Thursday, October 17, 2019

Need more power out of that protein quan output? Reinterpret with MSQRob!

Have you got a beautiful output out of your favorite software with thousands of quantified proteins but you're still at this point?

Do I ever have amazing news for you! What if you could just take that quantitative output (for real -- your MaxQuant or mzTab output CSVs) and reinterpret that quantification side of it with a super easy, shockingly powerful. inference tool? Maybe that's what you need to push you toward that biological interpretation!

Introducing MSQRob!

BOO? You already knew about this? Cause it's been out for 2 years?

Okay -- well, I didn't and I literally love it.

Edit: You can download it here.

Also Edit 6 months later for why you should use MSqRob and it's this literal quote: " an innovative solution to this key issue by introducing a hurdle model, which is a mixture between a binomial peptide count and a peptide intensity-based model component. It enables dramatically enhanced quantification of proteins with many missing values without having to resort to harmful assumptions for missingness"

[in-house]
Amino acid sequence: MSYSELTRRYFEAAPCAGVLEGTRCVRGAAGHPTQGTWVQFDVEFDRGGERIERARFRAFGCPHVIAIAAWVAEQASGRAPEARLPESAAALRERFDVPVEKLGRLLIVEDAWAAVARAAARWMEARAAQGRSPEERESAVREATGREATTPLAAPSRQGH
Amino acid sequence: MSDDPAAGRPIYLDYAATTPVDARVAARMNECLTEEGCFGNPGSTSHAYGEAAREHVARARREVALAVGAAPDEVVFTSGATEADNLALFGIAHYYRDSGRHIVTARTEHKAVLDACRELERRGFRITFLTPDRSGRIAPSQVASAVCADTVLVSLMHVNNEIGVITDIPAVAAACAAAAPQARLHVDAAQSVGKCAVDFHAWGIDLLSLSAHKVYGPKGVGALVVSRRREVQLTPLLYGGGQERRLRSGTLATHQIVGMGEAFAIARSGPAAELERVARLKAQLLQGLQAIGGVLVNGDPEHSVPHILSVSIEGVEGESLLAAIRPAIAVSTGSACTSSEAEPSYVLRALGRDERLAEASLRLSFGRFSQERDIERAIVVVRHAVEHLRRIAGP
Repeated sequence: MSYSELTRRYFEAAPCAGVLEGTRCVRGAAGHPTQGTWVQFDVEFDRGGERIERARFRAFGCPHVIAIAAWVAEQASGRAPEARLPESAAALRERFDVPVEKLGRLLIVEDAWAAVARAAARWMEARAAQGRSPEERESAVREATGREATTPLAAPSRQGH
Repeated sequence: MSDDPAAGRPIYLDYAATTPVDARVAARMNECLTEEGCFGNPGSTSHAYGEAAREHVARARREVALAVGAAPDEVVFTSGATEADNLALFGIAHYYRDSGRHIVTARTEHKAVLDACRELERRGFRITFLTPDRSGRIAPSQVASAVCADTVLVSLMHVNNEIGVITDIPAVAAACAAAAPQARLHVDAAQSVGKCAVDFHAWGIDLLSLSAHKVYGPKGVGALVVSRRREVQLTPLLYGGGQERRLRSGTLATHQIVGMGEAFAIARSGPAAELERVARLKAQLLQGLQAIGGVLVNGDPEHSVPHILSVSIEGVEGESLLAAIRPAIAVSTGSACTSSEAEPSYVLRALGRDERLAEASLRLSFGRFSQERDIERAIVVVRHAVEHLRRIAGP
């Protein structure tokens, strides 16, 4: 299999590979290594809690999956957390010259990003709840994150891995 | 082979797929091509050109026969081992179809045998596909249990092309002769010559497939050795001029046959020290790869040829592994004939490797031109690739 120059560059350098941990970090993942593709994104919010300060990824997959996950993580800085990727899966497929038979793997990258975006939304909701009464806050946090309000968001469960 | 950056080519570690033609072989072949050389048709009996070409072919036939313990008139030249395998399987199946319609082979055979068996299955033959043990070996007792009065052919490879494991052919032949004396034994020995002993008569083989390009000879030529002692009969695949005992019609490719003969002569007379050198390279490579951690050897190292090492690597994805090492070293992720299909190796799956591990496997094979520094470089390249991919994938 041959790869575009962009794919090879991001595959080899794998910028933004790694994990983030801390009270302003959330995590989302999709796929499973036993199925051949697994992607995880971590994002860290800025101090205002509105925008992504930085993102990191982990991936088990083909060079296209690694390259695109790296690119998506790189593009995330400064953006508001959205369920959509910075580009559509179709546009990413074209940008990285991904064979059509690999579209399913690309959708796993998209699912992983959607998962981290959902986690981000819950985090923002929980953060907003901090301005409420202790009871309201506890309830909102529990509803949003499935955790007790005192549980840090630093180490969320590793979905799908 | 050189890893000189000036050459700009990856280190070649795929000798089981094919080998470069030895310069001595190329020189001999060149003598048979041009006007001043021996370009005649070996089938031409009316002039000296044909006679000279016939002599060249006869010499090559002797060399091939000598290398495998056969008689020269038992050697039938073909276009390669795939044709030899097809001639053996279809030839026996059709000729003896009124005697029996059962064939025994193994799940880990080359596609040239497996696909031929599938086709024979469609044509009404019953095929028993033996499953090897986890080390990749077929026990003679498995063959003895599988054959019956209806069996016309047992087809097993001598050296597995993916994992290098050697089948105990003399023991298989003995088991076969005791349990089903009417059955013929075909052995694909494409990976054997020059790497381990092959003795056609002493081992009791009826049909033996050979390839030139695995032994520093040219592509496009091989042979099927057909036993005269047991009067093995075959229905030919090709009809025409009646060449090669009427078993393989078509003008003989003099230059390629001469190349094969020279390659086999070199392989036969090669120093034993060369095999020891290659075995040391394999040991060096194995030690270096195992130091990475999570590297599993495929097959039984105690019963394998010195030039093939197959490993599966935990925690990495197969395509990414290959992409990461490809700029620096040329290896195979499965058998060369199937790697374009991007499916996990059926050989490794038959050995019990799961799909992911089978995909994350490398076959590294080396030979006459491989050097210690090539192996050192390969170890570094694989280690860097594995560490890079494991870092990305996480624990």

First off -- if you're all fancy and smart and stuff, there is an R package for it and it's got an amazing walkthrough. HOWEVER --  it has a Visual Basic GUI thing that launches a Shiny App so you don't have to do anything at all.  It installs it right on your PC.

...which...well......I mean....since I've got a choice, I'm 100% certain I'm doing it this way.

Why is it better? Well, I've got 2 or 3 papers open right now and I'm confused which one is which, but it has something to do with a razorback gorilla ridge reduction or something. Its definitely some fancy stats stuff that I wouldn't be able to do otherwise.

In one of the papers they go to a ground truth dataset (the E.coli/HeLa spike in Fusion files from Qu lab at Buffalo) and it rocks the comparisons versus everything else they compare it to.

My favorite part is that this is a bonus. I'm using it as an additional interpretation on top of a dataset that I've already processed. It doesn't cost me anything but the time to label my columns appropriately.

Also -- it's compatible with everything. Lazy people like me can run it in Windows with the cool Shiny thing. Or you can use Linux AND it can be scaled up on a cluster.

And I stumbled into a goldmine of Rob Lowe/Chris Traeger gifs and images putting this together, and it's been literally impossible to pick my favorites, but this is pretty great....

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